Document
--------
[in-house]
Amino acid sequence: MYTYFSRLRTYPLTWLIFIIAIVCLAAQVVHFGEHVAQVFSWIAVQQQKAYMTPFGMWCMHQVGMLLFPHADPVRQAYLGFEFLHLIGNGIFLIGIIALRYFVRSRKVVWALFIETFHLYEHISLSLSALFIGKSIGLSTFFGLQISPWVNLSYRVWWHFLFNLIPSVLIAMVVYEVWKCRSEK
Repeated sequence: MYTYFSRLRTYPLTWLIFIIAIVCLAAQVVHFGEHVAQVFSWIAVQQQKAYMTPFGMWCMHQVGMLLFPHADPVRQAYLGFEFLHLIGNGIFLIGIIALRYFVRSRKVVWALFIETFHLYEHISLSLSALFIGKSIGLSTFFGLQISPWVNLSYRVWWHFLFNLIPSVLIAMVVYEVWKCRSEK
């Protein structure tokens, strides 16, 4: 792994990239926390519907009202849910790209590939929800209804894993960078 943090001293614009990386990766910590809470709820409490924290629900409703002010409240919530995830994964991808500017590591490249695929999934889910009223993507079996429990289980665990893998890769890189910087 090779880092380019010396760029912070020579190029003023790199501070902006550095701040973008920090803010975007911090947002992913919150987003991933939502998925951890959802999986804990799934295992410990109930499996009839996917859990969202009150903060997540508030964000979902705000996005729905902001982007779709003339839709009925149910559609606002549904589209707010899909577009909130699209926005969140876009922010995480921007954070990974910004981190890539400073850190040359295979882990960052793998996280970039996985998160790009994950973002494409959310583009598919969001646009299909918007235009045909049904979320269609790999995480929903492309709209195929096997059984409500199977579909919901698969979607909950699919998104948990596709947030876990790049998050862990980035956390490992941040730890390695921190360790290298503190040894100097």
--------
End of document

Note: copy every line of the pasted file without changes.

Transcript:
[in-house]
Amino acid sequence: MYTYFSRLRTYPLTWLIFIIAIVCLAAQVVHFGEHVAQVFSWIAVQQQKAYMTPFGMWCMHQVGMLLFPHADPVRQAYLGFEFLHLIGNGIFLIGIIALRYFVRSRKVVWALFIETFHLYEHISLSLSALFIGKSIGLSTFFGLQISPWVNLSYRVWWHFLFNLIPSVLIAMVVYEVWKCRSEK
Repeated sequence: MYTYFSRLRTYPLTWLIFIIAIVCLAAQVVHFGEHVAQVFSWIAVQQQKAYMTPFGMWCMHQVGMLLFPHADPVRQAYLGFEFLHLIGNGIFLIGIIALRYFVRSRKVVWALFIETFHLYEHISLSLSALFIGKSIGLSTFFGLQISPWVNLSYRVWWHFLFNLIPSVLIAMVVYEVWKCRSEK
């Protein structure tokens, strides 16, 4: 792994990239926390519907009202849910790209590939929800209804894993960078 943090001293614009990386990766910590809470709820409490924290629900409703002010409240919530995830994964991808500017590591490249695929999934889910009223993507079996429990289980665990893998890769890189910087 090779880092380019010396760029912070020579190029003023790199501070902006550095701040973008920090803010975007911090947002992913919150987003991933939502998925951890959802999986804990799934295992410990109930499996009839996917859990969202009150903060997540508030964000979902705000996005729905902001982007779709003339839709009925149910559609606002549904589209707010899909577009909130699209926005969140876009922010995480921007954070990974910004981190890539400073850190040359295979882990960052793998996280970039996985998160790009994950973002494409959310583009598919969001646009299909918007235009045909049904979320269609790999995480929903492309709209195929096997059984409500199977579909919901698969979607909950699919998104948990596709947030876990790049998050862990980035956390490992941040730890390695921190360790290298503190040894100097």